• when doing scholarly research
    • 18. to find out what has been studied on your topic
    • 19. to find bibliographies that point to other relevant research
    Examples of Journals
    • Journal of Communication
    • 20. The Historian
    • 21. Journal of the American Medical Association
    • 22. Lancet
    • 23. (“What is ”, n.d).
  • White paper
    • are “popular marketing tools that “corporations use “to sell information or new products as solutions that would serve their customers' needs”(Sakamuro & Karl, 2010).
    “Ho, every one that thirsteth, come ye to the waters, and he that hath no money; come ye, buy, and eat; yea, come, buy wine and milk without money and without price “(Isaiah 55: 1, KJV) .
  • 24. Types of white paper
     Mattern (2009) identifies two types of white paper: “technical white papers and marketing white papers”.
    While technical white papers are used to “persuade a more technical audience” and marketing white papers are used to “promote just about anything” both achieve the same goal of selling a “product” (Mattern, J. 2009).
    .
    The basic white paper outline includes:
    The Problem (or Opportunity)
    Proof the Problem Exists
    Additional Problems
    The Basic Solution
    Your Solution (the Marketing Message)
    (Mattern, J. 2009)
  • 25. Newspapers
    a “publication that appears regularly and frequently, and carries news about a wide variety of current events” and brings “news of general interest to large portions of the public in a specific geographic area” on a daily or weekly basis (Stephens, n.d).
      “publish and proclaim in all their cities, and in Jerusalem, saying, Go forth unto the mount, and fetch olive branches, …to make booths, as [it is] written” (Nehemiah 8: 15, KJV)
    Read all About it!
  • 26. Empirical study
    “depends on the ability to characterize computational models of discourse, and their behaviors, tasks, and tasks contexts, in terms of sets of features that can be used to make and evaluate predictions about what affects the behavior under investigation”.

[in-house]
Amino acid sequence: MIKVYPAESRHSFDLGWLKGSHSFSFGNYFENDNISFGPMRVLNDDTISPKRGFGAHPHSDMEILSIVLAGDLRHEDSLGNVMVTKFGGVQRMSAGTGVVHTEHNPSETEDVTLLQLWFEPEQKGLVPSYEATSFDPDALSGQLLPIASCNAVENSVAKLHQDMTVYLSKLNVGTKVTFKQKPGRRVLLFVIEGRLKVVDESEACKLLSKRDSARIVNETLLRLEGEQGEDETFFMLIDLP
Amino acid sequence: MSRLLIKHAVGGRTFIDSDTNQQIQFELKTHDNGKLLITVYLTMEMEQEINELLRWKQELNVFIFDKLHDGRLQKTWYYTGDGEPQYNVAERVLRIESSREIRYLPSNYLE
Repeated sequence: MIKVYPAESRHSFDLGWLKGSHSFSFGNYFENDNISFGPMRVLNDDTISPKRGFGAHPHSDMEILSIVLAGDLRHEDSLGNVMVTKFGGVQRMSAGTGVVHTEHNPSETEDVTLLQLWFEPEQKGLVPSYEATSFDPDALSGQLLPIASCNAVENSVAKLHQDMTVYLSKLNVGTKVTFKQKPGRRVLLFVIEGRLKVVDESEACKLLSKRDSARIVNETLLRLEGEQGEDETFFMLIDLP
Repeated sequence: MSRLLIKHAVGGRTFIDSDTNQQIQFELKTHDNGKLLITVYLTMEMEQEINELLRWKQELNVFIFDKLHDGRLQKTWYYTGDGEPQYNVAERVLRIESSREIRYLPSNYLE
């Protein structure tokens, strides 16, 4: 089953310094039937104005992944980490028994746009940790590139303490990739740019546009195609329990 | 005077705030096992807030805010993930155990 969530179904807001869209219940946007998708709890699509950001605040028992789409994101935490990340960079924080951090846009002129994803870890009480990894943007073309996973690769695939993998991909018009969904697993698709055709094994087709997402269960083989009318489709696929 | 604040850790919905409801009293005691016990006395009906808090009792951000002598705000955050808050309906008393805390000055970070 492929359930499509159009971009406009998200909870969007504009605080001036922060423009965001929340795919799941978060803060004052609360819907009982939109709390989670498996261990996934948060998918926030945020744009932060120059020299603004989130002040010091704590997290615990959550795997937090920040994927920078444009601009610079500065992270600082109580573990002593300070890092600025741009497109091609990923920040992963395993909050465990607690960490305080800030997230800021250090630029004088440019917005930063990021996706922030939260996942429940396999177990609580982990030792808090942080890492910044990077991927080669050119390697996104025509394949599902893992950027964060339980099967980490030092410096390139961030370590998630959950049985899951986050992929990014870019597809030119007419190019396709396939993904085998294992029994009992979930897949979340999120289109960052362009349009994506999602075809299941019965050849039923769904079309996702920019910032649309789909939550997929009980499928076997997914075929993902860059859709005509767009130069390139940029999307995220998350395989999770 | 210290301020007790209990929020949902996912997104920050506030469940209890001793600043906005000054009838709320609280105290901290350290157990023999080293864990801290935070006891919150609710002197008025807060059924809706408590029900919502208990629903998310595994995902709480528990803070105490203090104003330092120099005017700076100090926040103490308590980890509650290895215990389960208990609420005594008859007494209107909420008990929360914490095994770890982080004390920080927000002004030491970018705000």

(Sparck-Jones & Galliers, 1996)
    “Study to show thyself approved unto God, a workman that needeth not to be ashamed, rightly dividing the word of truth” (2Timothy 2:15, KJV)
  • 27. The process of Empirical research
    According to Reswell (2003), it is termed as quantitative researchwhich indicates that the paper clearly shows how a study can be :
    conducted,
    researched,
    discussed,
    argued,
    validated, and be supported’.
    Quantitative research papers:
    discuss the aim of the study; identify the sample population and instruments used.
    illustrate the relationship between variables, research questions, steps taken in the analysis of the data and the result (Creswell, 2003).
    utilized by statisticians and scientific scholars.
    is ‘one in which the investigator primarily uses postpositivist claims for developing knowledge…and collects data on predetermined instruments that yield statistical data’ (Creswell, 2003).
  • 28. Literature review
    is ‘a critical and in depth evaluation of previous research. It is a summary and synopsis of a particular area of research, allowing anybody reading the paper to establish why you are pursuing this particular research program. A good literature review expands upon the reasons behind selecting a particular research question’ (Dena Taylor, 2008).